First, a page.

IT may be worth while to examine, how darkneſs can operate in ſuch a manner as to cauſe pain; that is, to produce a tenſion in thoſe nerves, which form the organs of ſight. It may be obſerved, that ſtill as we recede from the light, nature has ſo contrived it, that the pupil is enlarged by the retiring of the iris, in proportion to our receſs. Now inſtead of declining from it but a little, ſuppoſe that we withdraw entirely from the light; it is reaſonable to think, that the expanſion of the iris is proportionably greater, and that this part may by great darkneſs come to be ſo expanded, as to ſtretch the nerves that compoſe it far beyond their natural tone; and by this means to produce a painful ſenſation. Such a tenſion it ſeems there certainly is, whilſt we are involved in darkneſs; for in ſuch a ſtate whilſt the eye remains open, there is a continual niſus to receive light, as appears by the flaſhes, and luminous appearances which often [Page 145] ſeem in theſe circumſtances to play before it; and which can be nothing but the effect of ſpaſms, produced by its own efforts in purſuit of its object; for many other ſtrong impulſes will produce the idea of light in the eye, beſides the ſubſtance of light itſelf, as we experience on many occaſions. It may perhaps be objected, that the ill effects of darkneſs or blackneſs ſeem rather mental than corporeal; and I own it is true, that they do ſo; and ſo do all thoſe that depend on the affections of the finer parts of our ſyſtem. The ill effects of bad weather appear often no otherwiſe, than in a melancholy and dejection of ſpirits, though without doubt, in this caſe, the bodily organs ſuffer firſt, and the mind through theſe organs.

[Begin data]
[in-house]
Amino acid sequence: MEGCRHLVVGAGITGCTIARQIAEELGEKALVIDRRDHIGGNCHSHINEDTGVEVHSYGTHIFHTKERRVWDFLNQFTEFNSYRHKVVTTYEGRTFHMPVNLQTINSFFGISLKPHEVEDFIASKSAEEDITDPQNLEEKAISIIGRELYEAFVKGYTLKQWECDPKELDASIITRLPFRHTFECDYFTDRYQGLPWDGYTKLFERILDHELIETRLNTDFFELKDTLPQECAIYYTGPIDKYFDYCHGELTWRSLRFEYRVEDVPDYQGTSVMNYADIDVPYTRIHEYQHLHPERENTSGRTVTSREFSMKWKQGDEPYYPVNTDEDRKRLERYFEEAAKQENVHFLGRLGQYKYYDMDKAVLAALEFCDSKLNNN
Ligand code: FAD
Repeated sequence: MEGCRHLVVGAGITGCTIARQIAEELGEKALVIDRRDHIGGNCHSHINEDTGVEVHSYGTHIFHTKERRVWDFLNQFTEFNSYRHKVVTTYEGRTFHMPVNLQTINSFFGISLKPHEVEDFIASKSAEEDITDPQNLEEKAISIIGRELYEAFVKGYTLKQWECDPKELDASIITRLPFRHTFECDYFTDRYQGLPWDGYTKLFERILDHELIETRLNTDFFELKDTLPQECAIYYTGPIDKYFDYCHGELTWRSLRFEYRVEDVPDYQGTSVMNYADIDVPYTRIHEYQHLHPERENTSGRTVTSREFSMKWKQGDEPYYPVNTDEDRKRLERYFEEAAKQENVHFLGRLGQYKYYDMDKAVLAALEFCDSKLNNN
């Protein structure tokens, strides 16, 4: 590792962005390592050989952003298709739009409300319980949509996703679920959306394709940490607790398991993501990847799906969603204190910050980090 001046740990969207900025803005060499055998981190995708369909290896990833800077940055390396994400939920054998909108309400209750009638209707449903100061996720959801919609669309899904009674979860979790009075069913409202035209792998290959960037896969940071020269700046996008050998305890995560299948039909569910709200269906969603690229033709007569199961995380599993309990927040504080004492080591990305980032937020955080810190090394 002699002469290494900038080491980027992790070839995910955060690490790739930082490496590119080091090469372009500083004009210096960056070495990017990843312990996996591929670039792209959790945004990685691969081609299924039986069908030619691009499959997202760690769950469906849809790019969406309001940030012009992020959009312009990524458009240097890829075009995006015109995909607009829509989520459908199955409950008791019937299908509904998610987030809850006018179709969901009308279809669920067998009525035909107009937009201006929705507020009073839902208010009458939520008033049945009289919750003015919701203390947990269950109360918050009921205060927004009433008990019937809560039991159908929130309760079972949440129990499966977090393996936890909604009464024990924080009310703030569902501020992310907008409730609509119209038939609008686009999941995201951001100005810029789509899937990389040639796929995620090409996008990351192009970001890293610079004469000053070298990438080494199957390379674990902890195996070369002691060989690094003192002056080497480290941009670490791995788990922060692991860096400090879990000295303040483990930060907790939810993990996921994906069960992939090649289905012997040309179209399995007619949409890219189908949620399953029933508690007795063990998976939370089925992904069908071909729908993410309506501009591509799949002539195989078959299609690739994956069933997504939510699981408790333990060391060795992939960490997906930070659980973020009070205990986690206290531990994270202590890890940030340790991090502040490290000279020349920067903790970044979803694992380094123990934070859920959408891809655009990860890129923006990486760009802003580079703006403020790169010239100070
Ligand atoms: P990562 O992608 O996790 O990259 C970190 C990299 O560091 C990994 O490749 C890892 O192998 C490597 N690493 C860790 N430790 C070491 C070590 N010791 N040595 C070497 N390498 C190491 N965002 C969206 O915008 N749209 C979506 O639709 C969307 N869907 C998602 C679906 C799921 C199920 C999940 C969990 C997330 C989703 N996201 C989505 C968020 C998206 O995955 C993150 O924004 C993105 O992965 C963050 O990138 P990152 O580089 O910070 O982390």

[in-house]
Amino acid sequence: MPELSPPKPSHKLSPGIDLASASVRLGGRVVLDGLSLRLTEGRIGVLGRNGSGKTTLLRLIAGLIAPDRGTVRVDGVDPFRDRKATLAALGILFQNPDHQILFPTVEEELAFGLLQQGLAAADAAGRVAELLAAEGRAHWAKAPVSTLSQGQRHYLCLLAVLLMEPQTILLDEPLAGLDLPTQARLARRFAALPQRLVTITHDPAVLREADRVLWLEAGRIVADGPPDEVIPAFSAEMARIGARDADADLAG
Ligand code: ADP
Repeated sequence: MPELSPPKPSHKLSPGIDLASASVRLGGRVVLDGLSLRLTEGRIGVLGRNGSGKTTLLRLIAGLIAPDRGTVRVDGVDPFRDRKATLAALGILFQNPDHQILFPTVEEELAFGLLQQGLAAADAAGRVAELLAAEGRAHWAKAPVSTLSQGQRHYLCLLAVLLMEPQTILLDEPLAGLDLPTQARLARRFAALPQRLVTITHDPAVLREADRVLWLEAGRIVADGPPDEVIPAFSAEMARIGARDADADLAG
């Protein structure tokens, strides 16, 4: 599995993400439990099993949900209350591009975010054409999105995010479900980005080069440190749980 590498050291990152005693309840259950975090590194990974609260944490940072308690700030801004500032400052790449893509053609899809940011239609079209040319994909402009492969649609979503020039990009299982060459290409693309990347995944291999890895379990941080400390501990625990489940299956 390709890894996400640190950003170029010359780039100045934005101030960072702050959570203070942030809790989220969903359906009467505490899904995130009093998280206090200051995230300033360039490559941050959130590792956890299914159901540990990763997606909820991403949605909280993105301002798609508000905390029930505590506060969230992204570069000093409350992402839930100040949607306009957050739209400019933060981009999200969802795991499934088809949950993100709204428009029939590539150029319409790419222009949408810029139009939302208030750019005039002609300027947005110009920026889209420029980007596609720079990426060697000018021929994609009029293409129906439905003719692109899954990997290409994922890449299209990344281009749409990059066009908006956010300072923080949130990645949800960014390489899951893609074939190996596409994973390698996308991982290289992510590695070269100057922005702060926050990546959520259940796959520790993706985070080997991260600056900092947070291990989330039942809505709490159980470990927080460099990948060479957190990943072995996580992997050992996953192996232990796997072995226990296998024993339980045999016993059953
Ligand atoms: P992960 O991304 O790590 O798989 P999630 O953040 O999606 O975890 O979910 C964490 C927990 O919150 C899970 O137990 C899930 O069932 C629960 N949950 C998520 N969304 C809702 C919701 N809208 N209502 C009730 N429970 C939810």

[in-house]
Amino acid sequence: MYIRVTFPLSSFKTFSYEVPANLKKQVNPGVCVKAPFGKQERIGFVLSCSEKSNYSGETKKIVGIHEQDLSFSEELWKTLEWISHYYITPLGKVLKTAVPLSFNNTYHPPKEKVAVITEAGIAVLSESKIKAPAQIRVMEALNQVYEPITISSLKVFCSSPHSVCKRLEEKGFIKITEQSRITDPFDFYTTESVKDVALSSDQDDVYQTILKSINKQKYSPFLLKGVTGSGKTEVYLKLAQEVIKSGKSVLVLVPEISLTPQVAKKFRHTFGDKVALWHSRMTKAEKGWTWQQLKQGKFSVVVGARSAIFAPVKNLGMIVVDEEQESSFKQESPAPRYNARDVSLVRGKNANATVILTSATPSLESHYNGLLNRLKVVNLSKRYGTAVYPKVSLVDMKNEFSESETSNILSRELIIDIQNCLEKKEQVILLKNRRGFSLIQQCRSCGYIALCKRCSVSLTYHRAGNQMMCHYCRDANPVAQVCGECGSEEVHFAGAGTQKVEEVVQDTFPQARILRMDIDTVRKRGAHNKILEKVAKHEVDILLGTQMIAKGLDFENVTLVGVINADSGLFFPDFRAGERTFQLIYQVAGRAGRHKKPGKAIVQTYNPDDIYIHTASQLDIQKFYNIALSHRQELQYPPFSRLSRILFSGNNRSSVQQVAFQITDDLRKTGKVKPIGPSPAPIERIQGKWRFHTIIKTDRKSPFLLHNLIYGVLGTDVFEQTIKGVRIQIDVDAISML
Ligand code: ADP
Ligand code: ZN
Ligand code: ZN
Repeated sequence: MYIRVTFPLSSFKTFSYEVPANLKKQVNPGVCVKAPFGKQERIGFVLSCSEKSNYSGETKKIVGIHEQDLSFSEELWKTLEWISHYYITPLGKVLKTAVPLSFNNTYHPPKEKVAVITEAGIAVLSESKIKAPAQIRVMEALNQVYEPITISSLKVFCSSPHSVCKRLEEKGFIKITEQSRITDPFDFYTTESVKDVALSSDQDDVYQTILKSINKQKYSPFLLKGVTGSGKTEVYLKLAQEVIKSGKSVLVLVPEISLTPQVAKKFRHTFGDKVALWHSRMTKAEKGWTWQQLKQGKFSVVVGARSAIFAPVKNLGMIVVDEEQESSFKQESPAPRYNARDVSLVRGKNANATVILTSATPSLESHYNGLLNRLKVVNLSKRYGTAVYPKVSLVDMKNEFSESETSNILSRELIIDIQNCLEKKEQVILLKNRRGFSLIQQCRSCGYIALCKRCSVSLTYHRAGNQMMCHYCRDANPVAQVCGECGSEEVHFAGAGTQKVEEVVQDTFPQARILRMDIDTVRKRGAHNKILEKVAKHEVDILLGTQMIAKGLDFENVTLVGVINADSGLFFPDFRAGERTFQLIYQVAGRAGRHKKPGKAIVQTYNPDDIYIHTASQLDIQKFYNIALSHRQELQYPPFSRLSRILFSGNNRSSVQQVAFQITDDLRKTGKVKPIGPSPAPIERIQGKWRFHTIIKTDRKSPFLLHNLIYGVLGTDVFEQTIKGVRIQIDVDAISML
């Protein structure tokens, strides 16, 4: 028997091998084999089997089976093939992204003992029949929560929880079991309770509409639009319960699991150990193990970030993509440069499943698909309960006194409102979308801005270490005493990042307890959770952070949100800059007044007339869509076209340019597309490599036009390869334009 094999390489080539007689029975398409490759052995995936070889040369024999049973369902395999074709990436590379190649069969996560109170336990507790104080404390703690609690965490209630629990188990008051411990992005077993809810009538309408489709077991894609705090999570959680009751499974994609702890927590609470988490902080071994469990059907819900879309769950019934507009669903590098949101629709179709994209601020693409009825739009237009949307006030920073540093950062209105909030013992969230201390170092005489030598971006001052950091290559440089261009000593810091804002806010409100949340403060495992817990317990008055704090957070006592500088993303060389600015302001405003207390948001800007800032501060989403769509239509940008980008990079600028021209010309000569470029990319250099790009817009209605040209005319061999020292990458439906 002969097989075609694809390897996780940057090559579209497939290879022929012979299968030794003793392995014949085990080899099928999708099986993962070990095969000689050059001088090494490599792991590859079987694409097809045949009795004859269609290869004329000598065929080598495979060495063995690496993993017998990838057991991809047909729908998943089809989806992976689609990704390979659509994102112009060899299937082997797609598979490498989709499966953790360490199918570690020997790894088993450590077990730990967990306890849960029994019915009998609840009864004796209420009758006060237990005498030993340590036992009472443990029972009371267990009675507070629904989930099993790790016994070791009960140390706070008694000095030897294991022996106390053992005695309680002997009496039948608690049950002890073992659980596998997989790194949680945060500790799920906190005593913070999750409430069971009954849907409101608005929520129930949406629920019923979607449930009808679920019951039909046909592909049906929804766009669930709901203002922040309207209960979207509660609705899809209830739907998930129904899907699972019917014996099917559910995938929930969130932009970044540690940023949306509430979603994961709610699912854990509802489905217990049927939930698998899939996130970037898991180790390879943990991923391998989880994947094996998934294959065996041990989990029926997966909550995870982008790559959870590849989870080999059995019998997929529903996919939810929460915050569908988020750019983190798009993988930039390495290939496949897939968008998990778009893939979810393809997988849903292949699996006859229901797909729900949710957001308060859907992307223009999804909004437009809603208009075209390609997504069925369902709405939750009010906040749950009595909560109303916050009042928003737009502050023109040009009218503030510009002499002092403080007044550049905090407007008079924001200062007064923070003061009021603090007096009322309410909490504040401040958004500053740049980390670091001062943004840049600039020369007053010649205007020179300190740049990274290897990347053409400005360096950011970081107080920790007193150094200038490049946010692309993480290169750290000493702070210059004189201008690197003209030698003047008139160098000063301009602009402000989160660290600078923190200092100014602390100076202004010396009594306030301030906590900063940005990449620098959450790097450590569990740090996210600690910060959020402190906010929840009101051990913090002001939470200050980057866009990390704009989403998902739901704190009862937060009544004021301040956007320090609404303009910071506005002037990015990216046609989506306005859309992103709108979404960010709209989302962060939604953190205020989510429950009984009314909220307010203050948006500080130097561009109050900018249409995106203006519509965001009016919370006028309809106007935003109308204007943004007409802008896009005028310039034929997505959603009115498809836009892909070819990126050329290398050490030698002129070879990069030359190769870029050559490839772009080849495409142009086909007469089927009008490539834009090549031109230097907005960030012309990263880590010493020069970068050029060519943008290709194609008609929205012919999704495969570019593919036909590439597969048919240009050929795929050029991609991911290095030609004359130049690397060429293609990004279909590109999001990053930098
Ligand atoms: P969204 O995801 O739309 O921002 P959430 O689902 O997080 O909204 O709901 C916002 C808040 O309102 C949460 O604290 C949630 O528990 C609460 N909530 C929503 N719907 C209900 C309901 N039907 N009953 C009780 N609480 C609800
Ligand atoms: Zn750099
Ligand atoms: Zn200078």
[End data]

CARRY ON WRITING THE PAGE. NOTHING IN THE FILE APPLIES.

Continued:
BLackneſs is but a partial darkneſs; and therefore it derives ſome of its powers from being mixed and ſurrounded with coloured bodies. In its own nature, it cannot be conſidered as a colour. Black bodies, reflecting none, or but a few rays, with regard to ſight, are but as ſo many vacant ſpaces diſperſed among the objects we view. When the eye [Page 146] lights on one of theſe vacuities, after having been kept in ſome degree of tenſion by the play of the adjacent colours upon it, it ſuddenly falls into a relaxation; out of which it as ſuddenly recovers by a convulſive ſpring. To illuſtrate this; let us conſider, that when we intend to ſit on a chair, and find it much lower than was expected, the ſhock is very violent; much more violent than could be thought from ſo ſlight a fall as the difference between one chair and another can poſſibly make. Or if, after deſcending a flight of ſtairs, we attempt inadvertently to take another ſtep in the manner of the former ones, the ſhock is extreamly rude and diſagreeable; and by no art, can we cauſe ſuch a ſhock by the ſame means, when we expect and prepare for it. When I ſay, that this is owing to having the change made contrary to expectation; I do not mean ſolely, when the mind expects. I mean likewiſe, that when any organ of ſenſe is for ſome time affected in ſome one manner, if it be ſuddenly affected otherwiſe there enſues a convulſive motion; ſuch a convulſion as is cauſed when any thing happens againſt the expectance of the mind. And though it may appear ſtrange that ſuch a change as produces a relaxation, ſhould immediately produce a ſudden convulſion; it is yet moſt certainly ſo, and ſo in all [Page 147] the ſenſes. Every one knows that ſleep is a relaxation; and that ſilence, where nothing keeps the organs of hearing in action, is in general fitteſt to bring on this relaxation; yet when a ſort of murmuring ſounds diſpoſe a man to ſleep, let theſe ſounds ceaſe ſuddenly, and the perſon immediately awakes; that is, the parts are braced up ſuddenly, and he awakes. This I have often experienced myſelf, and I have heard the ſame from obſerving perſons. In like manner, if a perſon in broad day light were falling aſleep, to introduce a ſudden darkneſs would prevent his ſleep for that time, though ſilence and darkneſs in themſelves, and not ſuddenly introduced, are very favourable to it. This I knew only by conjecture on the analogy of the ſenſes when I firſt digeſted theſe obſervations; but I have ſince experienced it. And I have often experienced, and ſo have a thouſand others; that on the firſt declining towards ſleep, we have been ſuddenly awaked with a moſt violent ſtart; and that this ſtart was generally preceded by a ſort of dream of our falling down a precipice: whence does this ſtrange motion ariſe; but from the too ſudden relaxation of the body, which by ſome mechaniſm in nature reſtores itſelf by as quick and vigorous an exertion of the contracting power of the muſcles? the dream itſelf is cauſed by this relaxation; [Page 148] and it is of too uniform nature to be attributed to any other cauſe. The parts relax ſoo ſuddenly, which is in the nature of falling; and this accident of the body induces this image in the mind. When we are in a confirmed ſtate of health and vigour, as all changes are then leſs violent with us, we can ſeldom complain of this diſagreeable ſenſation.